Only in Transylvania.
Perhaps I should start, as Bram Stoker did, at the beginning: which found me wandering around dazed in a New year’s Eve supermarket.
We ate elsewhere on Christmas Day, and Phil did not get his favourite elements of this traditional repast: forcemeat, and bread sauce. He never complains: but I said , Dear, do not fret. I shall cook you a Christmas Dinner with your favourite trimmings on New Year’s Day.
So there I was, up and down the aisles and in and out of the freezers, collating an approximation of a decent Christmas dinner.
When I saw the price of the turkeys I blanched. Visibly. And my ire rose: for how could anyone justify asking a king’s ransom for a turkey, however big, when the chickens next door were a third of the price? Did they feed the turkeys caviar in life, and afford them four-poster beds?
So I bought a magnificent chicken and bore it home, and this morning it was put into the oven with infinite care and attention.
We walked into the house after it had been roasting a while. “”Mmmm, roast chicken,” Phil said appreciatively.
“Not chicken. Honorary turkey,” I told him.
Every time someone called it a chicken I upbraided them. It was turkey for the day. No negotiation.
But this resulted in many a discussion about the fact that it was not, under any circumstances, to be called chicken. Finally Felix intervened as we tucked in to the feast. “It’s churkey, Mum,” he announced, clearly pleased with this amalgam.
Inventive, if a little onomatopoeically unfortunate. I held my silence and resolved to turn Google to my advantage a little later.
It took 0.21 seconds to obtain 22,500 results.
Clearly my son was not the only one who had been pleased to employ this strange word. It was being used to describe a mysterious breed of bird indeed.
It is lamentable that chickens are unable to write, and thus document, their lineage with data backed up by wild, extravagant chicken ancestral folklore. This we must fill in for ourselves, for chickens are of limited brain, when all is said and done.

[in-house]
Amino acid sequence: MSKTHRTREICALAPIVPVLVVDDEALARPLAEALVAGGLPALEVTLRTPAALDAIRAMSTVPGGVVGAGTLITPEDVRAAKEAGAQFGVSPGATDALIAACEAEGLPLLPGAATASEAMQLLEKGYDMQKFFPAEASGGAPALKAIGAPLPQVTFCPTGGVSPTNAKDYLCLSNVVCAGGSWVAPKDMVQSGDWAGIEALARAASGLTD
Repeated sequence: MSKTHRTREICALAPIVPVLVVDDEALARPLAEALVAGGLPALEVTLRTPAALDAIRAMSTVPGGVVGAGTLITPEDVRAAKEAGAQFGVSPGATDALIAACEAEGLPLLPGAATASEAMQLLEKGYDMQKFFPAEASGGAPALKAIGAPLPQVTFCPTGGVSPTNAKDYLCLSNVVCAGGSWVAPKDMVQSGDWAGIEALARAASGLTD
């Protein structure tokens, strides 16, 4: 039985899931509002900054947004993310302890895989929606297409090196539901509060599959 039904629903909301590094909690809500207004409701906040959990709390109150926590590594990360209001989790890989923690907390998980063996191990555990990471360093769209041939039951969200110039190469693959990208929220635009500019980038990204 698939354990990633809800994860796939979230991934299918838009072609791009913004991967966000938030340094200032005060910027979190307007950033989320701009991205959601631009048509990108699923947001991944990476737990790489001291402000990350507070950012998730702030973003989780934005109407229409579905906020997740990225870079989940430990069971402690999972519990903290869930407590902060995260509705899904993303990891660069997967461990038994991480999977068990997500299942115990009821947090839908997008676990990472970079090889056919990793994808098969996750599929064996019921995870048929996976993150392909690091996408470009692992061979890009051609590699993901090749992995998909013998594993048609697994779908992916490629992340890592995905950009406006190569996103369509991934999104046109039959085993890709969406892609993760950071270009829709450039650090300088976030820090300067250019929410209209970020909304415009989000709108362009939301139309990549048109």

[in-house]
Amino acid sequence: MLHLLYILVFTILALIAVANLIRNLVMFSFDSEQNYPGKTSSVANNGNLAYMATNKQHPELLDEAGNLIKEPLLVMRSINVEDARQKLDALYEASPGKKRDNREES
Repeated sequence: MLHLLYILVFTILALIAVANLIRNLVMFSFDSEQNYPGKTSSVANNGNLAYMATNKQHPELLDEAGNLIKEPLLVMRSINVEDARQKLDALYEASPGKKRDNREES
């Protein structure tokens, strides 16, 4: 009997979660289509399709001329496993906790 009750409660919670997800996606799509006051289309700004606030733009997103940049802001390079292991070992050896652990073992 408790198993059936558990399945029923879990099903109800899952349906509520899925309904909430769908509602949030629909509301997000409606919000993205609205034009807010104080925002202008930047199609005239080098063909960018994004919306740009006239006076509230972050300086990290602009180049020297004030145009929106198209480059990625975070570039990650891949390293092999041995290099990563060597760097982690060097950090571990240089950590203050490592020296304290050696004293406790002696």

However what is undeniable is that a strange hybrid chicken has been living in Transylvania for some considerable time: a chicken with a turkey’s neck. Did Vlad the Impaler himself take a little time out from slaughtering infidels to do a little heinous chicken breeding? It is doubtful. Such toying with biology does not have quite the same rush as either the battlefield or dastardly hellish immortality.
Yet someone, out there in the wilds of the Carpathian Mountains, has been warping nature to create churkeys. Or Turkens. Or whatever.
The Transylvanian Naked-Necked Chickens were imported into the UK in the 1920s and now they have their claws under the British table. Scientists at Edinburgh University’s Biotechnology and Biological Sciences Research Council are getting hot under the collar about the possibilities of mass production of chickens with no feathers at the neck. it’s all about mutating chromosome 3, I believe.
Research leader Dr Denis Headon told the BBC: “Not only does this help our understanding of developmental biology and give insight into how different breeds have evolved, but it could have practical implications for helping poultry production in hot countries, including those in the developing world.”
Churkeys might be cooler in hot countries, and thus lay more eggs than their humble chicken cousins.
It sounds so logical, doesn’t it, in the cold light of day?
But without being chickenist: I wouldn’t be breeding any more of these Transylvanian imports, myself.
They’re just too weird.
Feature picture source here